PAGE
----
“When you meet [a batik maker] and hold their hands, they feel so warm and sticky. It’s a very beautiful feeling,” said Singaporean artist Samantha Tio, known professionally as Mintio.
It was this feeling, she said, that inspired the title of her exhibition “Malam di Jari Kita,” or “The Wax on Our Fingers,” held in collaboration with Indonesian artist Budi Agung Kuswara, known as Kabul, and the batik makers of Kebon Indah in Central Java.
The Indonesian Heritage Society in Jakarta was given a preview of the show as part of its Rumahku program this month before it opened to the public in Yogyakarta in April.
Mintio is a fine arts photographer whose previous work has explored urban landscapes and the connections between spirituality and the cyber world. Kabul is a Balinese painter whose work appeared in the first Jogja Biennale in 1988 and has been exhibited in the United Kingdom and the United States.
Speaking to the Rumahku members, the artists said they were drawn together by questions about their own art practice. “In Bali, I came from a spiritual and traditional background,” Kabul said.
“When I went to the Indonesian Institute of Arts [in Yogyakarta], it was a different atmosphere. There, the artists mainly used art to explore social and political issues … but once the work was sold, the impact was limited to the artist and the buyer.”
Mintio had similar questions about the reach of her work. “I graduated with a major in fine art photography and have practiced as an artist for three years, but the work has only been for white walls in a gallery,” she said.” I asked myself if there was a way to make art that is more accessible to people.”
Working together, the contemporary artists wondered how to make something traditional like batik appeal to the eyes of a younger generation. They also wanted to explore the role of women as “culture makers” in Indonesian society, and their roles within their families and villages.
These questions took Kabul and Mintio to the village of Kebon Indah, where the traditional batik-making technique of batik tulis, whereby patterns are handpainted with natural dyes, survives.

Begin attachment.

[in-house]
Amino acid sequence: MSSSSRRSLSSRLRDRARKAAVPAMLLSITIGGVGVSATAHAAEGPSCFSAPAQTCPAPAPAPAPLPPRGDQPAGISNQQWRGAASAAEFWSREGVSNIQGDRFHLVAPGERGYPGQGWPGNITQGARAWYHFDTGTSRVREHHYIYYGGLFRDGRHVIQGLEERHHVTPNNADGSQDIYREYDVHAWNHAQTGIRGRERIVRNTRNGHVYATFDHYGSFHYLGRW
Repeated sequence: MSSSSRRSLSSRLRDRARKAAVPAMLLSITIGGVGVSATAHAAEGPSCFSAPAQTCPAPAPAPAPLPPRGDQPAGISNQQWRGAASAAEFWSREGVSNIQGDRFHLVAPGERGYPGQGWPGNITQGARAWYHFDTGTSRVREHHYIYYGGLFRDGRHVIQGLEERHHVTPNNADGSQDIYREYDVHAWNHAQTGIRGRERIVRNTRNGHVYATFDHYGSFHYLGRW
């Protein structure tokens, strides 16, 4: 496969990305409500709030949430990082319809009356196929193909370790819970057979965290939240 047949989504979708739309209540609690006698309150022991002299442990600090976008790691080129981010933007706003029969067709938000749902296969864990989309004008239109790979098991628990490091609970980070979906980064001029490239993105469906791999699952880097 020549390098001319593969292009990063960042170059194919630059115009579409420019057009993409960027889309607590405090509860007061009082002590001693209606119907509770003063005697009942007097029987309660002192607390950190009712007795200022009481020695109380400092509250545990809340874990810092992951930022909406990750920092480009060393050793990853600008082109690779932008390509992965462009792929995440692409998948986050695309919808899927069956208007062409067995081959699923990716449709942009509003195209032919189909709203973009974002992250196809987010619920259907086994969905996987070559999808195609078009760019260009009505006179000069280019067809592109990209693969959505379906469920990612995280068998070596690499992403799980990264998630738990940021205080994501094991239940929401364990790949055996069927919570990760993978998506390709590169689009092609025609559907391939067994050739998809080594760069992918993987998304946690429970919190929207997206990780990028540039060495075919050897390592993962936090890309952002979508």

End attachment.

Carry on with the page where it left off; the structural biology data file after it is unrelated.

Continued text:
Mintio spent two months looking for a community with which to collaborate, and said she spent hours on the back of a motorbike. “I didn’t choose the village, I think it chose me,” she said. “It is a very open village. Our contacts, Ibu Sumina and Pak Kardi, were very modern in their thinking, and when we arrived, we were so warmly received.”
About 350 women in Kebon Indah make batik, most of them between the ages of 30 and 70. But Kabul and Mintio noticed that children were not learning the craft.
They spent time with the batik makers, who demonstrated their intricate art. Colorist Kardi took them for a walk through the forest, pointing out the natural sources of their dyes.
In a process which takes about two months for each piece of batik, the fabric is washed and prepared, then coated with a paste of tapioca flour and water before a pattern is traced by hand and the natural beeswax applied.
The fabric is then dyed and dried 20 to 30 times. But most batik-making communities have moved away from these age-old techniques with the introduction of mass-produced and synthetic dyes.
Kabul and Mintio took photographs of the batik makers, some of the portraits taken at a makeshift studio in the fields, and printed them on fabric. The batik makers then worked on their own portraits, adding batik motifs of their choice.
“Initially it was difficult to explain what we wanted to do,” Mintio said. “At first we must have looked like children trying to play … trying to break the composition of the batik to make room for the photos.”
When it came to the question of which portraits to print, the batik makers themselves “told us what they liked.”
Mintio said this led to discussions about their identities as women. “We heard wonderful stories about where they lived, and life in the village,” she said.
They also learned much about the intricate social hierarchy surrounding batik. “Batik is an age-old system,” Mintio said. “[Each piece] goes through many hands.”
Integral to this system is the codified use of symbols. In contrast, the women’s collaboration with Mintio and Kabul gave them a different outlet for their creativity.
“They had freedom of expression on how they wanted to represent themselves, and its a chance they would not normally get,” Mintio said.
This creativity means the work shown at Rumahku varied widely. Some portraits were bordered with animals. Others featured intricate foliage. One displayed three generations of a batik-making family.
Eventually Mintio and Kabul hope to sell the work as a complete collection that could tour to Singapore, Australia and elsewhere.
“We believe these women belong together,” she said.
The Wax on Our Fingers
Launching April 7, 7 p.m.
Open from April 8 to May 7
iCAN (Indonesia Contemporary Art Network)
Jl. Suryodiningratan No. 39, Yogyakarta
Rumahku is a program that invites experts to speak on various topics for members of the Indonesian Heritage Society. To find out more about the program, visit www.heritagejkt.org.